Hamilton: An American Musical- The playwright and writer behind it


Chloe Goodman, Author


The national hit created by Lin-Manuel Miranda premiered in January of 2015 at the Public Theatre in New York City. Hamilton: An American Musical is an idea originally thought of as a musical by Miranda after reading the 2004 biography Alexander Hamilton by historian Ron Chernow. Miranda is known for his various compositions of musicals and even his appearance in the movie Moana.

Hamilton was not the the start of Miranda’s career as most people would assume. 21 Chump Street is a fifteen minute musical produced in 2014 based on true events. In the Heights is also another notable musical originally a book by Quiara Alegria Hudes that Miranda transformed into a hit in 1999. Miranda balances being both an actor and playwright especially consumed in his recent hit Hamilton. Miranda, though has not been the only actor receiving praise in the play; the actors and actresses Lin-Manuel Miranda (Alexander Hamilton), Leslie Odom Jr. (Aaron Burr), Phillipa Soo (Eliza Schuyler), Jonathan Groff (King George III) are a few from the Broadway cast. “My favorite character is Eliza Schuyler; she is so gorgeous! When Thomas Jefferson bursts onto the scene singing is my favorite scene,” Sophomore Emily Iannizzi exclaims. “I love [the musical] because they took the two things I love–music and history– and made it into something wonderful.”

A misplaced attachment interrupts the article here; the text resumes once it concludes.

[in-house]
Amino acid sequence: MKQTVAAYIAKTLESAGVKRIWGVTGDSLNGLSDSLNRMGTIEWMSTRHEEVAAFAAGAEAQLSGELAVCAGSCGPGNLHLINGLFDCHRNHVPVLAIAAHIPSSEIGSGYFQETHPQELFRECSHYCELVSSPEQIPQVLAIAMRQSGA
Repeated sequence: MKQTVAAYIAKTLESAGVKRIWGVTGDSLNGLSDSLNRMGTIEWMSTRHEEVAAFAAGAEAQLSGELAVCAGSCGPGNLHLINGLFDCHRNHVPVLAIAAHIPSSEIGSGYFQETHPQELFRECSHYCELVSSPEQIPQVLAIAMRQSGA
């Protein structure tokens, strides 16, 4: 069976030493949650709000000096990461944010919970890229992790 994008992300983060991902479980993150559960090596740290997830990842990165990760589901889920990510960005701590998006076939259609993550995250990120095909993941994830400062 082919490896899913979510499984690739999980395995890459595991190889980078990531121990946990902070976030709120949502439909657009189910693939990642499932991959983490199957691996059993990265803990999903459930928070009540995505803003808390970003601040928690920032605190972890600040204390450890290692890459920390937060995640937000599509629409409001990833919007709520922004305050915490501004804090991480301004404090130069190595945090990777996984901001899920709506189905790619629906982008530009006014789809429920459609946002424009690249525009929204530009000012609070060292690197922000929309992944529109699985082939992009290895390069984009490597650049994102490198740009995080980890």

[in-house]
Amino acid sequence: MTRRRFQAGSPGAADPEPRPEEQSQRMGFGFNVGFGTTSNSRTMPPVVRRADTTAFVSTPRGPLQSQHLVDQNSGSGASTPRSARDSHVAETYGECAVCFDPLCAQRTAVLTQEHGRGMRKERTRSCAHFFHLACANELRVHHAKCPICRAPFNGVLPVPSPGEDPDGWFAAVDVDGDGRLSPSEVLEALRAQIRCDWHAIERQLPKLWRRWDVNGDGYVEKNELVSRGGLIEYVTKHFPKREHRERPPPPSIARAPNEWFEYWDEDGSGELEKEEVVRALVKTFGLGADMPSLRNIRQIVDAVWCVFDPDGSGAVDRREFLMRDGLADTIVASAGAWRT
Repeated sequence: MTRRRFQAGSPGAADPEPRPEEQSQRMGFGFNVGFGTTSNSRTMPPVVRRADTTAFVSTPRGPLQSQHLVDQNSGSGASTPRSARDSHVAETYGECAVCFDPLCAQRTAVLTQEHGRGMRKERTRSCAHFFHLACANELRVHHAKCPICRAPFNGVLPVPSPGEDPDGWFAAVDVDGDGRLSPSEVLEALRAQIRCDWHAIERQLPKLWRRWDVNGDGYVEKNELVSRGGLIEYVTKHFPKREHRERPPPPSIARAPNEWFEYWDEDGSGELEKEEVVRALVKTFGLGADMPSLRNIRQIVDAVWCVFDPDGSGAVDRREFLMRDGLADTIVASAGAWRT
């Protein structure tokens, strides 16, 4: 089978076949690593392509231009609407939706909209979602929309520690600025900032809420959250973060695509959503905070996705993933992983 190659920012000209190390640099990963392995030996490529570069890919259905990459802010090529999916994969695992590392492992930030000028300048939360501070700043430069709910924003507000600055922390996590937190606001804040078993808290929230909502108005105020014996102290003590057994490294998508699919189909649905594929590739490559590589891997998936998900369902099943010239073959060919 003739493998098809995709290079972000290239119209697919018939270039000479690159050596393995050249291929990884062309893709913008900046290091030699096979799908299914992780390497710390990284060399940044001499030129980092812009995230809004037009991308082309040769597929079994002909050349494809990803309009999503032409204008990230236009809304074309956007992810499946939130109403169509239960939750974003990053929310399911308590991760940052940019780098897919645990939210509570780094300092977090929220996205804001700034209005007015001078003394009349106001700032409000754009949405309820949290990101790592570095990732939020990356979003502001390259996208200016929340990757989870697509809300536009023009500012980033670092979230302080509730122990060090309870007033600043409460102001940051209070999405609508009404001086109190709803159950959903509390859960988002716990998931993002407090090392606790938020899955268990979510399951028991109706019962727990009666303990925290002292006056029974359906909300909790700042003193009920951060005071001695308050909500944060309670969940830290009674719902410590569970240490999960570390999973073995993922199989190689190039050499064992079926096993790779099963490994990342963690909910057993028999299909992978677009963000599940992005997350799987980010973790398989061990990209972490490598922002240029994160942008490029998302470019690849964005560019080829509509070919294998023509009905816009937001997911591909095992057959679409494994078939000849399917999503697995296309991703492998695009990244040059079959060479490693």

The past year Hamilton has swelled in popularity so much so that venues and seats altogether have typically become sold out. Other casts have come together for performances around the country. For example, the Broadway cast gets to take a break and people in Chicago get to see a different cast perform.

“…this brave new show… has been given the kind of worshipful press usually reserved for the appearances of once-in-a-lifetime comets or the births of little royal celebrities,” wrote New York Times journalist Ben Brantley. People love Hamilton. They love it because it has diversity, the number one thing people have been talking nonstop about. People from different backgrounds and race come together to make the hip-hop hit everyone has at least heard about. “Yeah. [The play] is well done. It shows how [Hamilton] lived and the music fits what people like to listen to now,” says seventh grader Donovan Carter.

As far as tickets go, some people say to just wait for it; its popularity will die down, prices will drop, and everything Hamilton related will not be so expensive. No one is certain or can even guess when the musical when drop or if it will continue to ascend. Right now it is pure speculation and certainly something no one can can say no to.